In Sport Sponsorship

Unfortunately, the one between sponsorship and hooligans can be a tough combo to deal with. Can a sponsoring brand have problems because of the team’s supporters? Fans, especially in some disciplines, love their team madly. Attached to this visceral love for their team, sometimes, there is a profound dislike for the opponents.


Team sports are generally those that suffer from this issue

Football and other disciplines strongly linked to the geographic origin of the team, may show us the worst side of supporting from time to time.

In football, for example, you rarely see a fan cheering for the opposing team. An exception, perhaps the only one I remember in the last 20 years, is the case of Cristiano Ronaldo‘s overthrow in the Champions League match between Real Madrid and Juventus, when the whole Juventus Stadium, albeit in front of a heavy defeat, could not but applaud the athletic gesture of a great champion. In the vast majority of cases, we hear booing and insults, or witness fights and riots, to the point that stadiums and their surroundings need to be protected with police, weapons and armed escorts.

Can this parochialism influence the buying choices of a fan? Sadly, it can. And the connection between sponsorship and hooligans can become a hot potato to handle.

Supporters and sponsors have a special bond

We know there is a special relationship between the supporters of a team and the sponsors. This relationship of sympathy and preference results in the purchase of products and services by the fan.

Let’s be frank: do I choose the bank that sponsors my favorite team or that of my archenemy? Do I pick the car brand associated with the squad I hate or any other brand? Give the fan the opportunity and he will choose the brand associated with his team or beloved athlete, rather than the one close to their opponents (women are less affected by this aspect than males *).

Therefore, this aspect must also be addressed when we face a sponsorship program; we should not only think with our guts, as a fan, but rationally. We have to think about the target of our brand/company and what we want to achieve. And not focusing on the games that we’d like to go to watch.

If we stick to football, the moment that unites everyone under the same flag is connected to the Euro Cup or the World Cup. Wonderful events whose weakest point -marketing-wise- is the fact that they are held every four years.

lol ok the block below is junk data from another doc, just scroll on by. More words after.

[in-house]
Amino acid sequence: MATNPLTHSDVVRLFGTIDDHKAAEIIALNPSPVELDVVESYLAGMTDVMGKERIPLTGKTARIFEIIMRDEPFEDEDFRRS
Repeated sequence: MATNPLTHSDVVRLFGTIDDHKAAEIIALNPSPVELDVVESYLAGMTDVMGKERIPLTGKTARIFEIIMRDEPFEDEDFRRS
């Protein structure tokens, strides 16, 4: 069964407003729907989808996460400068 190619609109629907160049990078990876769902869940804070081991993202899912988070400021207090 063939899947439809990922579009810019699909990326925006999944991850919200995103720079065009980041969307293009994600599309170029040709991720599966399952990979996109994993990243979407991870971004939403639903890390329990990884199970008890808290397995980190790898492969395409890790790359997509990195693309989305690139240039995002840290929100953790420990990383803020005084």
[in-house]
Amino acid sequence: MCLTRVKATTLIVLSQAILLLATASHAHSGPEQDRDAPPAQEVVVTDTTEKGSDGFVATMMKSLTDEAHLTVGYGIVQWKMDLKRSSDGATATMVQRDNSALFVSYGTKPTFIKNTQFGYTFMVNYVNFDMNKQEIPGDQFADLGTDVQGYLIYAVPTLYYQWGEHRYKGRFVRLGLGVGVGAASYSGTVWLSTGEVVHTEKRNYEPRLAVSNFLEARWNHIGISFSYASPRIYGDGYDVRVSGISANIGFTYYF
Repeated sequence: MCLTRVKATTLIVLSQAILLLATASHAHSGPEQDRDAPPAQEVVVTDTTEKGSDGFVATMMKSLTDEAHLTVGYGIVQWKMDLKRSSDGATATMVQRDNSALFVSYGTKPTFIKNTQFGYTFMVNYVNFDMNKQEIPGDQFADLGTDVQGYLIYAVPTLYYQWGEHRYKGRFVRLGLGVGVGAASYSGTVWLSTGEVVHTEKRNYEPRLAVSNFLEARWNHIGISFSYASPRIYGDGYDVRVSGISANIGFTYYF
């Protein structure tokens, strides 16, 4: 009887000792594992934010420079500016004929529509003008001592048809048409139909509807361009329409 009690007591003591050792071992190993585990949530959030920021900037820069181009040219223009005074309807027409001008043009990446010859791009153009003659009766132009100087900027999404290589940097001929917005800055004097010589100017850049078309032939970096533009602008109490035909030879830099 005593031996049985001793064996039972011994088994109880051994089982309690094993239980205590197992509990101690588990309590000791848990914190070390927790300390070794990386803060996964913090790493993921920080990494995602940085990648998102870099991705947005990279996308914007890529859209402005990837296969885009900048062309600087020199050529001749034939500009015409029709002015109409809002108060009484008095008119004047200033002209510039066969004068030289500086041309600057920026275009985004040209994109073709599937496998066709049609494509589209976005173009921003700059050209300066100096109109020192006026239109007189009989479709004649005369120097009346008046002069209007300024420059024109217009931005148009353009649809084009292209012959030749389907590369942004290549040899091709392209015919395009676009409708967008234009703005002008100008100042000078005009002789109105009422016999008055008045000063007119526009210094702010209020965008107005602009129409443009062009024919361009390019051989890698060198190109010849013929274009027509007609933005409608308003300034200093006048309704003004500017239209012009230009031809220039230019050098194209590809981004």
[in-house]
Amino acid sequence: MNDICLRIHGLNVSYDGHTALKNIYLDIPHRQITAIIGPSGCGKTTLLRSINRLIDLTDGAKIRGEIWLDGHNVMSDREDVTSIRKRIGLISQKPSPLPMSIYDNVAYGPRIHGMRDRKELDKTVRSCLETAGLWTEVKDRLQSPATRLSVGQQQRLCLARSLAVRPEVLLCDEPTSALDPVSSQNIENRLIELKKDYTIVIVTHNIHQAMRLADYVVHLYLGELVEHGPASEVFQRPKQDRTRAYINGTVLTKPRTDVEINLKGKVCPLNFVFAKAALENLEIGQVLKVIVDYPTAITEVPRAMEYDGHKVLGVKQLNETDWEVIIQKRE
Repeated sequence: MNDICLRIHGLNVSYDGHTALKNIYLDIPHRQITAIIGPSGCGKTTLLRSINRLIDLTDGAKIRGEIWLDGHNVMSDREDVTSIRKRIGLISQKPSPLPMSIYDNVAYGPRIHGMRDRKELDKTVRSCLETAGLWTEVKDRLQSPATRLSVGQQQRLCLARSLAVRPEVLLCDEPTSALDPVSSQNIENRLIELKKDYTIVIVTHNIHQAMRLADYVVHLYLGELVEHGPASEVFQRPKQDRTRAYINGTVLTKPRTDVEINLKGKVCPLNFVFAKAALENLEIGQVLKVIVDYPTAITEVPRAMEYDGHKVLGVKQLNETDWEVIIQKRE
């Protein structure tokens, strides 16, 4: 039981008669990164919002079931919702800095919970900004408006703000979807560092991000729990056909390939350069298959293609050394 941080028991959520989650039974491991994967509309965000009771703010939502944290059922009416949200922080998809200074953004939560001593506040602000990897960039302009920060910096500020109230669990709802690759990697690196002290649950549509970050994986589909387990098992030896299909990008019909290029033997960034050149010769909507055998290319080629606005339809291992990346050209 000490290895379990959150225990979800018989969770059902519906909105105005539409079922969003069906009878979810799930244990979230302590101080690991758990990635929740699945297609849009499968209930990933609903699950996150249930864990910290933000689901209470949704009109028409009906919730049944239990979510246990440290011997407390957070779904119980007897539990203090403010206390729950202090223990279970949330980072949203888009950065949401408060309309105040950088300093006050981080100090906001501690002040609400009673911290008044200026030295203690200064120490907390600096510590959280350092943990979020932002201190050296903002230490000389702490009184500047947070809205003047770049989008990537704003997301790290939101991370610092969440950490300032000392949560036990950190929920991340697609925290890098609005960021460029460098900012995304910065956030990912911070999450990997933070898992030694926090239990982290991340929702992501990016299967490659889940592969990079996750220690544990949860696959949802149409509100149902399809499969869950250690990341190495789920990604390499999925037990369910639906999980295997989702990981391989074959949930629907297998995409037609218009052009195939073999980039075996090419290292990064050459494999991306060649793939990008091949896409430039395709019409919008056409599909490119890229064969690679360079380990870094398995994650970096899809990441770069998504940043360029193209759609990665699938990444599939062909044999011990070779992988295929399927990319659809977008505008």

If we want to be there for our customers, season after season, and we keep in mind what we have just mentioned, maybe we also look at the sports that at first sight do not seem as popular as football but which are fortunate because they do not divide.

At the time of choice, the CEO and the marketing director must always remember this.

It would be interesting (and I reserve the right to do the exercise) to compare the number of supporters of each single Serie A team with the number of supporters of the stars of some other less visible and popular sports.

If you want to talk about sponsorship and alternatives to football such as motorsports and MotoGP we can always be reached at



*Source: Fan DNA Survey, August 2014, total for eight countries (USA, UK, Germany, Mexico, Malaysia, China, Japan, Australia), respondents aged 16-65 at least a little interested in sport (80-95% of total age group population) n=24,024

Can we help you sign your best sponsorship deal?

Riccardo Tafà
Riccardo Tafà
Managing Director for RTR Sports, Riccardo graduated in law at the University of Bologna. He began his career in London in PR, then started working in two and four-wheelers. A brief move to Monaco followed before returning to Italy. There he founded RTR, first a consulting firm and then a sports marketing company which, eventually, he moved back to London.
Recent Posts

Leave a Comment

Sponsorship: what happens if your team doesn’t win?
Sponsorship and Women: a common misunderstanding